🚨 Megan's Law disclosures

Whether or not a registered sex offender lives in the neighborhood. This information is publicly available.

🎖️ Military ordinance disclosures

Areas where there is a formerly used defense site (FUD) within one mile. These sites are inoperable but may still have toxic waste or hazardous materials present.

💎 Mining operations

If a mining operation is within one mile of the property.

💵 Mello-Roos tax

If the home is located in a special district with an additional tax burden to compensate for Proposition 13's property tax cap.

💸 1915 Act Bond tax

A tax for homes located in certain districts to improve things like streets and sewers.

Do I Need to Provide an NHD Report?

In almost all traditional home sales in California the seller needs to provide an NHD report to the buyer.

However, there is an uncommon exception. If a Transfer Disclosure Statement (TDS) isn't necessary, neither is an NHD report.

The TDS covers a broad range of disclosures, like known property defects. It's required in most home sales, but there are some exceptions, including:

  • Transfers from one co-owner to another co-owner

  • Transfers to a spouse or immediate family member

  • Court-ordered transfers

  • Residential properties of five or more units

  • Commercial, industrial, vacant land or agricultural properties

You can read more about Transfer Disclosure Statement Law exemptions on the California Association of Realtors website. Ask your agent or a real estate attorney before skipping the TDS form.

What Other Disclosures Do I Need?

Typical required disclosures in California include:

  • Major property defects (like a leaky roof)

  • The condition of appliances

  • Lead paint disclosure for homes built before 1978

  • If anyone died on the property in the last three years

  • Termite or pest inspection (if required by the buyer's lender)

  • Condition of smoke detectors and if they are in compliance

  • Water heater bracing requirements

This extensive guide from California's Department of Realtors reviews everything a seller needs to know about selling a home in California without falling into legal trouble.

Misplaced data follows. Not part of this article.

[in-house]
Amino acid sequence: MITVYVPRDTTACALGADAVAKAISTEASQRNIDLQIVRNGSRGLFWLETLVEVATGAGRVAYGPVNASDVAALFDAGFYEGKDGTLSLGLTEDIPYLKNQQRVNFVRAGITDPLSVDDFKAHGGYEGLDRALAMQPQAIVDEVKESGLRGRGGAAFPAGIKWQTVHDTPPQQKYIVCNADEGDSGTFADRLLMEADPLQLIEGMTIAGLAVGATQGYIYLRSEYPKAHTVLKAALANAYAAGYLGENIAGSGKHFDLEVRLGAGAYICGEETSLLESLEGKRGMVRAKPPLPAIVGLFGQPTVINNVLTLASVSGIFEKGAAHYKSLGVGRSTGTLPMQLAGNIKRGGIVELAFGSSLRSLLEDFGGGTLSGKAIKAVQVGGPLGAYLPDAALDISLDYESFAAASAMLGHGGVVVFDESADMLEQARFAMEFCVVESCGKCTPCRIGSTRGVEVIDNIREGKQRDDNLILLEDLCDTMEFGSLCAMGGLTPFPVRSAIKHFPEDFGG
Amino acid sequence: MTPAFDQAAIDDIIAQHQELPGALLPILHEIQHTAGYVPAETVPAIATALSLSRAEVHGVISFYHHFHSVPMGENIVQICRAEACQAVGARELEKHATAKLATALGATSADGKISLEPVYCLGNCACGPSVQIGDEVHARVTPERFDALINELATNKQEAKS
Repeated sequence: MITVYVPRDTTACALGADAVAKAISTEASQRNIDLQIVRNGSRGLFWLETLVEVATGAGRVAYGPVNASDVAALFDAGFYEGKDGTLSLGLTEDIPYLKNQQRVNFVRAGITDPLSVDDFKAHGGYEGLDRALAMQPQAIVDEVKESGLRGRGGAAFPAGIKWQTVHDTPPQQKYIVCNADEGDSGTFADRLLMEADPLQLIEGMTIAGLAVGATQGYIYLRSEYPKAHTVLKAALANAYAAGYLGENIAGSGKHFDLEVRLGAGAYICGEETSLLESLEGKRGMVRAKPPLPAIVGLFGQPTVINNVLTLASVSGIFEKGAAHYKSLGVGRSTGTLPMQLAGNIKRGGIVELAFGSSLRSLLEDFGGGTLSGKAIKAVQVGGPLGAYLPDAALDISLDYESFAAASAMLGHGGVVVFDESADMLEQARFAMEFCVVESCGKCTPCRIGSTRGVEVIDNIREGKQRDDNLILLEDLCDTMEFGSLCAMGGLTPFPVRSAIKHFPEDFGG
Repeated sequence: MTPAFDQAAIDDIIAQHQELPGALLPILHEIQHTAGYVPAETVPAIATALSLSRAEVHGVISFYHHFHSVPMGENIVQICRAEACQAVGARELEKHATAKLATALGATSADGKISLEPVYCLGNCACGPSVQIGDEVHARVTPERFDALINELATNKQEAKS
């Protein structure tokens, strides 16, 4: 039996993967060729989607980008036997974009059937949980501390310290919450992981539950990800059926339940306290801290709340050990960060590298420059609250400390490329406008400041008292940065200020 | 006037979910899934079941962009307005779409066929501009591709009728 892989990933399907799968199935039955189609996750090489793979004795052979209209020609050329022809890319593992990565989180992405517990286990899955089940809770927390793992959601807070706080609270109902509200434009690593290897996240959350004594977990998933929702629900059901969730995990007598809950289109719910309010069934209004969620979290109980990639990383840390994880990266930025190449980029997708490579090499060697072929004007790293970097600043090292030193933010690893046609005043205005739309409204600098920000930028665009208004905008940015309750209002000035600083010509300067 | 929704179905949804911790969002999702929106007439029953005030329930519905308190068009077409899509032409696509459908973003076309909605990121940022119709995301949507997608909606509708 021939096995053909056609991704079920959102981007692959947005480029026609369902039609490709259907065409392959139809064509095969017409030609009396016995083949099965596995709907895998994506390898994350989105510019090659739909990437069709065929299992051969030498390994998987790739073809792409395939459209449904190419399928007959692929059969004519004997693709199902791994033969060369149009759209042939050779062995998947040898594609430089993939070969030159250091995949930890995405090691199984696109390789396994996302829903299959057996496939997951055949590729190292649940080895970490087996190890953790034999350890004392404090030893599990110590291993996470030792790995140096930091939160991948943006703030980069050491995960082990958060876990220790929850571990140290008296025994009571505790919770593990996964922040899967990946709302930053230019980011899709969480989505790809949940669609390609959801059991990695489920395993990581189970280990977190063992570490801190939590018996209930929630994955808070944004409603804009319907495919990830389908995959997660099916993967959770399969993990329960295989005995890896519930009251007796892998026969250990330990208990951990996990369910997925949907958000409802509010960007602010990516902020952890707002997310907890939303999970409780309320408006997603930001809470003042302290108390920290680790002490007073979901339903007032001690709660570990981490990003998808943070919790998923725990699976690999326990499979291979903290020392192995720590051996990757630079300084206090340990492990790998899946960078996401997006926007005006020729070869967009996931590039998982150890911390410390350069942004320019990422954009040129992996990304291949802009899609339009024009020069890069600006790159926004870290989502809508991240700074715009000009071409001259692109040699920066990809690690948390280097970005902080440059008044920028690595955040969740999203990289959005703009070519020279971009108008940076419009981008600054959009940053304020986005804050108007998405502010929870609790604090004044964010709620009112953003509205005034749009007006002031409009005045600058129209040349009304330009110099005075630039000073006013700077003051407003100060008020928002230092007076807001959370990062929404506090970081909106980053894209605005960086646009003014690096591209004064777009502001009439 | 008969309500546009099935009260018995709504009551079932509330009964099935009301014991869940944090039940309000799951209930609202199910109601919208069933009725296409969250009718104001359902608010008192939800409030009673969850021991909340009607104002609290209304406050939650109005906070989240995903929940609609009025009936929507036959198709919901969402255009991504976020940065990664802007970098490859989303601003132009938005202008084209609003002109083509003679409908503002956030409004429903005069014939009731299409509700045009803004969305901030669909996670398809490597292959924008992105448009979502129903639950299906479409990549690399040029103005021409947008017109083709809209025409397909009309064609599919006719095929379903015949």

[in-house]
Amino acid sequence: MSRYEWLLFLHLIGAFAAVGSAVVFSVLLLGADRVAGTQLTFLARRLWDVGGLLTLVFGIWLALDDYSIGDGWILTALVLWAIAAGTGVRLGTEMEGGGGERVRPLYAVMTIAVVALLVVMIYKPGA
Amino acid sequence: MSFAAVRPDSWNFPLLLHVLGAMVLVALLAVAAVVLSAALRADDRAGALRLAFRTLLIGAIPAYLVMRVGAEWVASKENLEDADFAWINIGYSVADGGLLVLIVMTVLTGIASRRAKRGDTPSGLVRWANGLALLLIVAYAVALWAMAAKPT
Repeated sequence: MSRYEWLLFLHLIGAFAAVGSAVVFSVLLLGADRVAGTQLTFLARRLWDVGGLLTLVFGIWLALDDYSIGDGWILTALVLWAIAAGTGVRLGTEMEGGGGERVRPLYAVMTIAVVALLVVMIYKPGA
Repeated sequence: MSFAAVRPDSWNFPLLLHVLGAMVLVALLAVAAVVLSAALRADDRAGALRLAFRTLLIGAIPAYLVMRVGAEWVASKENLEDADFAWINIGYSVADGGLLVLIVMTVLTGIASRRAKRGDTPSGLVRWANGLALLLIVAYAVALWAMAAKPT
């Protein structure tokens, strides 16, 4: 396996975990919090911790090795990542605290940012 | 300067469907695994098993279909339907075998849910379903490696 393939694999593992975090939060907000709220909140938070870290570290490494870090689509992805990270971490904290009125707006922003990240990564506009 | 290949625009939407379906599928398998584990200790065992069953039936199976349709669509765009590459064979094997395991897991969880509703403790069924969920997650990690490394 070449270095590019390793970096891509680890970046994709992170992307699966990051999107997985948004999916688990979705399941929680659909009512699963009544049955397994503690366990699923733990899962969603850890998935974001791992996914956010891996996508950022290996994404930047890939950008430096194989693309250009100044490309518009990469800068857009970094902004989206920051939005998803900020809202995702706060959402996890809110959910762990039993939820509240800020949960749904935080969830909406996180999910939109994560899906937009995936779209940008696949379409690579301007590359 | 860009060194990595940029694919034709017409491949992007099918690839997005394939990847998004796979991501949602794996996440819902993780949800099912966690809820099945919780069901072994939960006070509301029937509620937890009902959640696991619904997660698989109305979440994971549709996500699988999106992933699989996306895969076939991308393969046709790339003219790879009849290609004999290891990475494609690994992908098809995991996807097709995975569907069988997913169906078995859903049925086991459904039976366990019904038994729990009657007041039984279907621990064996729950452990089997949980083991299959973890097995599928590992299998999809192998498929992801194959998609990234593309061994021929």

It's important that you properly disclose everything that's required by California law. Not doing so can open you up to legal risk, even after closing. That's why we recommend having a solid real estate agent in your corner.

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FAQs

What is an NHD report?

A natural hazard disclosure (NHD) report is a legally-mandated disclosure form for most home sales in California. It covers whether a home is located in a hazard area that is prone to flooding, fires or earthquakes. Learn more about NHD reports.

How long are NHD reports good for?

NHD reports don't expire, but they can become outdated when government maps change. Speak with a real estate agent if you're not sure if you need a new NHD report for your home sale. Learn more about when and how to pay for NHD reports.

Who prepares a natural hazard disclosure statement?

A third party will prepare the NHD report, and it must be given to the buyer within seven days after accepting an offer. Learn more about who prepares NHD reports.

Who pays for the natural hazard disclosure report?

The seller typically pays for the NHD report. NHD reports can be purchased before a sale is completed or at escrow when the deal closes. If the deal doesn't close, then the seller doesn't pay. Learn more about who pays for NHD reports.

How much is a natural hazard disclosure report?

NHD reports typically cost about $50–$140 for most residential home sales. Higher prices usually mean supplementary information is included. Some NHD companies offer a discount for sellers who purchase an NHD report before closing. Learn more about NHD report costs.

What hazard is not included in the natural hazard disclosure statement?

Hazards like mold, termites, and the presence of asbestos are not covered in NHD reports. Those hazards can be uncovered during the home inspection and the seller may be required to disclose those facts if previously known. Learn more about what's included in the NHD report.

What is a JCP report?

A JCP report is a natural hazard disclosure report provided by the company JCP-LGS Disclosures.com, which is owned by First American. Learn more about what NHD reports cover.

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Posted in Seller's Disclosure, Selling a House